Friday, June 11, 2010

Free the Bits

Is there latency in your packet shaping, or are you just glad to see me?

It has been speculated for years that bandwidth providers (that'd be phone and cable companies) in the U.S. are slowing innovation and capacity increases on their networks.  Don't take my word for it, even the conservative Wall Street Journal is finally on board.  Why would they want to do that?  It seems mostly like a waiting game, trying to put off the day when entertainment users can download content as easily as music lovers were able to download mp3's back in the day.   These companies fear the day that their lucrative (and in the case of cable companies, local monopolies) businesses models that have served them so well are changed.   The companies that own the pipelines and distribution are increasingly the companies that own the content,  say NBC/Comcast or Time Warner.

What does that mean, besides the fact the people pay huge cable bills and still cannot pick (and only pay for) exactly what content they want delivered?  Now there's a radical idea, not paying for the Golf Channel because you don't want it.   For one thing, it means that innovation in new media forms are being stifled.  There are people out there with ideas out there that cannot be tried because they just are not feasible given data constraints.  It is in the interest of these companies to keep you passively watching cable TV and at best letting you DVR it so you can watch it on your schedule.  Forget interactivity, forget mob-sourcing, forget just about anything that isn't pretty much just a sickly derivative of the same stuff that's we've been watching for the past 60 years.

This has been a pet peeve of mine for years, especially with regard to decreased innovation.  Why is this important?  Culture is big business in the U.S.  It is a huge export product as well as being a political tool.  Will Hollywood become like GM and lose it's market share and profitability to other foreign producers through willfully slowing innovation and clinging to dying business models in order to control (slowly dwindling) profits?  Remember, in the 1960's it seemed inconceivable that Japanese cars were anything other than oddities to American consumers.   People laughed at the cars, their size and their quality.  With the democratization of media production, isn't there a whole world full of people out there now with their own media creation dreams?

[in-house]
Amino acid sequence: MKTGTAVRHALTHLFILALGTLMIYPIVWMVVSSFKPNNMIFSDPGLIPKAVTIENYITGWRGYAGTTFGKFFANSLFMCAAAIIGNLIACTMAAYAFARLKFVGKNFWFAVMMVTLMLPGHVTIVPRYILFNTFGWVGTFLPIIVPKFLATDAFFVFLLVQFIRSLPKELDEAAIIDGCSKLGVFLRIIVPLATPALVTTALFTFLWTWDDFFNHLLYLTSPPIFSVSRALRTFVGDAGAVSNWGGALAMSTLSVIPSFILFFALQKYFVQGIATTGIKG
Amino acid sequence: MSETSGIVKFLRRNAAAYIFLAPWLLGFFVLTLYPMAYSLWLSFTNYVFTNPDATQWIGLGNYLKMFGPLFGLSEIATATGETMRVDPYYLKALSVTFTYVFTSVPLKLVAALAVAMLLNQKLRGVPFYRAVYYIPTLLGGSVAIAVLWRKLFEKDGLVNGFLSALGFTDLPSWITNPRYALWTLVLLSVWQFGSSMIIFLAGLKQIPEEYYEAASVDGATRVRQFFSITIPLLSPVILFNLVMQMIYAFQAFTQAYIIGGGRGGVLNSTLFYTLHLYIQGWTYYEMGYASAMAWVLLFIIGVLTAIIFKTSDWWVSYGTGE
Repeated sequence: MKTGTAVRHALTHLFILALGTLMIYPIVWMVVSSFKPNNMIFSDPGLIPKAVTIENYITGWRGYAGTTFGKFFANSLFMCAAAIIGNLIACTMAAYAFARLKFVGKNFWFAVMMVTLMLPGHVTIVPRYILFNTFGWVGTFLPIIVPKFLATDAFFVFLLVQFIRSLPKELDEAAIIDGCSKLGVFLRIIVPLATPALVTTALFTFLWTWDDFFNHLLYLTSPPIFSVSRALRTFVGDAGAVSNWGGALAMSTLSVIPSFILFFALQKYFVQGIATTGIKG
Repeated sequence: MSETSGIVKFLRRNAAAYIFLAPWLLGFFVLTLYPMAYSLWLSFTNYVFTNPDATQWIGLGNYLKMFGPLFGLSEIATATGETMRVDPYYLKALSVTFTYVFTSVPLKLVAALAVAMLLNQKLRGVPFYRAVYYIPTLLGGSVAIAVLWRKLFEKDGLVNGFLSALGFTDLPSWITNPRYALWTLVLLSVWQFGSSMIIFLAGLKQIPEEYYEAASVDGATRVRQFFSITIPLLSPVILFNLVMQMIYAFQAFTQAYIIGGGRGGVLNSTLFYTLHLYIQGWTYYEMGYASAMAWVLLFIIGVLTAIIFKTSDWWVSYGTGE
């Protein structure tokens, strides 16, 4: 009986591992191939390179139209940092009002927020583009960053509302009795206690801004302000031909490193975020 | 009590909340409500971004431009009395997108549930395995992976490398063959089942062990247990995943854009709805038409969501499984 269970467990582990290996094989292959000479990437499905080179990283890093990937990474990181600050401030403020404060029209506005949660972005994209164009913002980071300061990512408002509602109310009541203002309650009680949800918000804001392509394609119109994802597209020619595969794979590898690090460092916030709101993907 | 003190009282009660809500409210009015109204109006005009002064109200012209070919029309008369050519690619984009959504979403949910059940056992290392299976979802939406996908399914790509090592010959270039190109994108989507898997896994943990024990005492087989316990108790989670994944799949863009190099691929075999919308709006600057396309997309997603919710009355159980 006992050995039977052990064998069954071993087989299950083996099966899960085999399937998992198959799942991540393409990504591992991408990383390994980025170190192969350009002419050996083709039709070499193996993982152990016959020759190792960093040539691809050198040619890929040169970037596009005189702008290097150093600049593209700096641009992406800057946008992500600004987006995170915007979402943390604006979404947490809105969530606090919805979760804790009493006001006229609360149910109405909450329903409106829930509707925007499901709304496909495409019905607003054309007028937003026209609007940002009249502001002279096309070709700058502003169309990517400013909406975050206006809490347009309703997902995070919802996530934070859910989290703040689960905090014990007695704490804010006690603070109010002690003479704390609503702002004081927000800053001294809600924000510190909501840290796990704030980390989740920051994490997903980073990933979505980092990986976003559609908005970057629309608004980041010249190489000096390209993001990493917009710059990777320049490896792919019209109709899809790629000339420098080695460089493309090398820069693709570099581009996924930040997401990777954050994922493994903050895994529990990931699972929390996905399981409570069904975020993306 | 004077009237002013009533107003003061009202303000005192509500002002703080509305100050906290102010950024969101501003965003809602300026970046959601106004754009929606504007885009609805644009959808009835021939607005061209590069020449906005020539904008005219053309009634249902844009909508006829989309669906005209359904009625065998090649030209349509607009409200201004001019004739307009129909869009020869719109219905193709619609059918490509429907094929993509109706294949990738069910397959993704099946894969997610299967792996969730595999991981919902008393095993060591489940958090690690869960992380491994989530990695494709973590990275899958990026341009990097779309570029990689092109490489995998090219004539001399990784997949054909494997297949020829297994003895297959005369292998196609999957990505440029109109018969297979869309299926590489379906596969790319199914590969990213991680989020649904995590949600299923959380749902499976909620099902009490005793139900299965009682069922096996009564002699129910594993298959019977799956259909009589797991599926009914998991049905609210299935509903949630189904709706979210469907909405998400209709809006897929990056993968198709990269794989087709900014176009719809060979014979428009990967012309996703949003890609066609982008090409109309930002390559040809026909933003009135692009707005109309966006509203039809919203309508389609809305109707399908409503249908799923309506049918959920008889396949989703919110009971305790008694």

The U.S. currently ranks #28 in Internet access speed and and "is not making significant progress in building a faster network."  The average download speed in Korea is four times faster than it is in the U.S.  And upload speeds, key for interactive media, those are even slower, usually by an order of 2-3X.  How long will consumers raised on interactivity and the belief that they are all media creators be willing to live with that?  And given the recent performance of U.S. mobile broadband providers like AT&T, will the future be more of the same?


bradbell said...

Not surprisingly, it's very similar in the UK. All the incumbents (ISPs, mobile, phone, cable) slow the pace of technological development to ensure not very much changes.

I vividly recall reading a plan from about a decade ago, from a Canadian network research institute (CANARIE), proposing fibre to the home by 2005 - for about the cost of ADSL.

They were talking about delivering 100Mb networking over a publicly owned network - it's just real estate really - with open competition providing services from the network boxes. (There are lots of cities like this, in Sweden, Canada, the US.)

The thinking: networks are the roads for the digital economy. It's basic infrastructure. Fibre is highly redundant. There are robots to install in through the public sewers. Access rights are everything. Maintenance is low.

But Canada seems to have gone the way of the US/UK and decided to let incumbent businesses deliver innovation. And the incumbents make *way* more money going slow. From the point of view of profit, going fast is idiotic. They'd just make themselves obsolete, with little time to figure out how to survive and thrive.

Anyway, 10 years and thousands of pounds later, I am uploading TV commercials for distribution to TV stations: it's a 1Gb file and it takes 6 hours over a 350Kbps line (6Mbps down/0.36Mbps up). Once TV stations download the files, that's it for the internet.

TV isn't delivered via the internet. There are no neighborhood boxes with competing services available. I do not get my phone via the internet. I do not get mobile telephony via the internet. Nor can I log into a desktop environment on a server across town. (We spend 1 entire day per week commuting via the 19th century subway network.)

Apple miraculously gets FCP/iChat to work, but we should be able to do that in HD, just as we should be able to deliver the TV spot for distribution to channels in real time. But I ramble...

It's not that we don't have the technology. The research network was able to deliver 'DVD' movie downloads in 1/4 of a second - 10 years ago. For them, hard disks were considered a bottleneck!

We have the tech. We collectively just don't feel like using it. It's too disruptive - which to the rest of us means, economically powerful and productive.

Craig Mieritz said...

Thank you for the insightful commentary.